Items of Interest

A bill introduced by Senator Lodge is said to represent the position of President Roosevelt on the consular service. It provides that there shall not be more than two consuls general of the first class at $12,000 each a year; not more than seven of the second class, at $8,000 each a year; not more than nine of the third class, at $6,000 a year each; not more than eleven of the fourth class, at $5,500 each; not more than fifteen of the fifth class, at $4,500 each; not more than seven of the sixth class, at $3,500 each. With reference to consuls it is provided that there shall not be more than ten of the first class, at $5,000 each; not more than thirteen of the second class, at $4,500 each; not more than twenty-two of the third class, at $4,000 each; not more than thirty-two of the fourth class, at $3,500 each; not more than forty-five of the fifth class, at $3,000 each; not more than fifty-eight of the sixth class, at $2,500 each, and not more than ninety-two of the seventh class at $2,000 each.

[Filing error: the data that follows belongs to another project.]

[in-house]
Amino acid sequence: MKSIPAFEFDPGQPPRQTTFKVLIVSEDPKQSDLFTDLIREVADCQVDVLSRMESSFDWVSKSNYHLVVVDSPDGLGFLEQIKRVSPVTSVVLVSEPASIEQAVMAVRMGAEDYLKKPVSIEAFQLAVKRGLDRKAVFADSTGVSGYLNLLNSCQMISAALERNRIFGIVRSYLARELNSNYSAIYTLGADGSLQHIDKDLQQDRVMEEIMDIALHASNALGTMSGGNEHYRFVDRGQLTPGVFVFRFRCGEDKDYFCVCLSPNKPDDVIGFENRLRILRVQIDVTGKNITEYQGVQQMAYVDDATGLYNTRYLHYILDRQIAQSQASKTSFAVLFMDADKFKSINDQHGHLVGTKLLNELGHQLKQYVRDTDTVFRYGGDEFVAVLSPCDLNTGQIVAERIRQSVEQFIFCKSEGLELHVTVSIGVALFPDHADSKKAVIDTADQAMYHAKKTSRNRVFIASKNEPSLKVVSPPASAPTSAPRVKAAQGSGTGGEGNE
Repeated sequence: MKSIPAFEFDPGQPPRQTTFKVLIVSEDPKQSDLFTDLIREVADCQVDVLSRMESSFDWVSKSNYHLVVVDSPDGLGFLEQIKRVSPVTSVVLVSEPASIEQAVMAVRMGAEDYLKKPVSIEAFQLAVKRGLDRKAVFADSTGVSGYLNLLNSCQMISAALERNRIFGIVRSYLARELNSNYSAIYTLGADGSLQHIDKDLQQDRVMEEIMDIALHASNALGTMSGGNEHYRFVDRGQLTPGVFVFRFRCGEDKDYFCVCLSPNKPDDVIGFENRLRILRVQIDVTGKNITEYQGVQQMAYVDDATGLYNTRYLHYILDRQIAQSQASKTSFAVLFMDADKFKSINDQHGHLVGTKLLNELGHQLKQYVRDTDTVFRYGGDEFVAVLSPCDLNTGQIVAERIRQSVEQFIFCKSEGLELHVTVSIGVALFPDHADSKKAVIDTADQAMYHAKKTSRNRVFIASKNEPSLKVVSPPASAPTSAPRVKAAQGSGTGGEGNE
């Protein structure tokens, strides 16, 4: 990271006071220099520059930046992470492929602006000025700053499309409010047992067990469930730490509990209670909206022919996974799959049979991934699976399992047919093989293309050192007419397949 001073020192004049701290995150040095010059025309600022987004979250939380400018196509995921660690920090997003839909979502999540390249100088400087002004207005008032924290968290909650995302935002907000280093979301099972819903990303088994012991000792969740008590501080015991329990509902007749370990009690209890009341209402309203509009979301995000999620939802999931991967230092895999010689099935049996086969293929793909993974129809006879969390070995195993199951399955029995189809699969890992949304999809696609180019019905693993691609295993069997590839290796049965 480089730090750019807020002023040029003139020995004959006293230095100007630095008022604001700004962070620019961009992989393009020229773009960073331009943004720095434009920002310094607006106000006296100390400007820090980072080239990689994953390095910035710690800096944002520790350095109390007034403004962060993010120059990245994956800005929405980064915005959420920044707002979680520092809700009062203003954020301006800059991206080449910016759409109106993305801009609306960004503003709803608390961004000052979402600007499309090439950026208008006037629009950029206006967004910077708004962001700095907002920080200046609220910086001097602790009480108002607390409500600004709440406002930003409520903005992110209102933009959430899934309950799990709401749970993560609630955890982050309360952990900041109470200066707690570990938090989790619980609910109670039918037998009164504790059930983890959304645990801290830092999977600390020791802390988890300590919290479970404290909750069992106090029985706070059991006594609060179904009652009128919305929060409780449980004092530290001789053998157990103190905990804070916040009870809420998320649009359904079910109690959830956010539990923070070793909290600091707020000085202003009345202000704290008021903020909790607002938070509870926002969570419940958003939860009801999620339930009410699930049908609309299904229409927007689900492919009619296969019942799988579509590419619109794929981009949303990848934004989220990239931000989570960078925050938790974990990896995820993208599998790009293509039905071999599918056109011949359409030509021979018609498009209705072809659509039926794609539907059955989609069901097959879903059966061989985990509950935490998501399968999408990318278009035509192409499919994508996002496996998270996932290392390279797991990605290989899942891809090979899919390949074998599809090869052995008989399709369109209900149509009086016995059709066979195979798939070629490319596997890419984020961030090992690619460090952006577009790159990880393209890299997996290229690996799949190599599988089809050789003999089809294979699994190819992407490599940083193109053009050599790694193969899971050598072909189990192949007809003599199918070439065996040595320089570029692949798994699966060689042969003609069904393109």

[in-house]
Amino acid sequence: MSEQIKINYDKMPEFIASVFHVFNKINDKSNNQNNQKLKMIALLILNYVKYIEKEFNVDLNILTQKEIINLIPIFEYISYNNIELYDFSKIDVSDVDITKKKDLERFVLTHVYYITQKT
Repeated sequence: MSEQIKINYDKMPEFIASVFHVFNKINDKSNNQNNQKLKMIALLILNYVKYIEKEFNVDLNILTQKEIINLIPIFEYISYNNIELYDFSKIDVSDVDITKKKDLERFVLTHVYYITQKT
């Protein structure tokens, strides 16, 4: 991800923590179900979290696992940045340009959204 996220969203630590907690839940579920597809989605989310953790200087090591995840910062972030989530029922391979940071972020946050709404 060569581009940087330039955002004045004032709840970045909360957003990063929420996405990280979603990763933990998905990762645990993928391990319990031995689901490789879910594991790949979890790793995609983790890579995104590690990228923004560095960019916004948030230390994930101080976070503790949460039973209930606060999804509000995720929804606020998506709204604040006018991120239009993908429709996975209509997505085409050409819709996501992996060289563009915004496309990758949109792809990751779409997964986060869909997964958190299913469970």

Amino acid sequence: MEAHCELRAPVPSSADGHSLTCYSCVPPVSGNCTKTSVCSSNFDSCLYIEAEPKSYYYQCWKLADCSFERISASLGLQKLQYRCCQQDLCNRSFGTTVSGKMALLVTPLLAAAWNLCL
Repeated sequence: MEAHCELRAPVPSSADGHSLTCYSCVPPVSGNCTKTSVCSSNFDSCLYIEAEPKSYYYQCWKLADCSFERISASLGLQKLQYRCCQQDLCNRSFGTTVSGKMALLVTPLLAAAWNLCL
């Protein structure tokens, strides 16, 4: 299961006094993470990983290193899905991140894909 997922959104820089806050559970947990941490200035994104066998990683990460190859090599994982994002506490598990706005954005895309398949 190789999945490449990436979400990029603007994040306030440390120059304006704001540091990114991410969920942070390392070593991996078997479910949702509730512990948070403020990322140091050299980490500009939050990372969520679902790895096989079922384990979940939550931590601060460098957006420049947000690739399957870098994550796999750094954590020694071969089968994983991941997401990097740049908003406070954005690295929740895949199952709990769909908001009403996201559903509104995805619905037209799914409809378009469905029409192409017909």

Following the abolition of football at Columbia University comes the announcement that the university council has taken action which is likely to have in its effect the abolition of all intercollegiate contests, so far as Columbia is concerned. The announcement is made in a statement given out by the secretary of the university council. The council not only approves the action of the committee on student organizations, but recommends that President Butler prohibit the game at Columbia and take further steps to destroy the abuses in other sports by restricting them so far as possible to contests at Columbia. This will mean the practical abolition of all intercollegiate contests, except rowing, as other teams are not likely to come to Columbia without getting a return game. The council takes the stand that the evil in athletics lies in the fact that only a comparatively small number of students participate in them, and in the commercialism that has arisen.

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An Undivided Christianity
December 30, 1905
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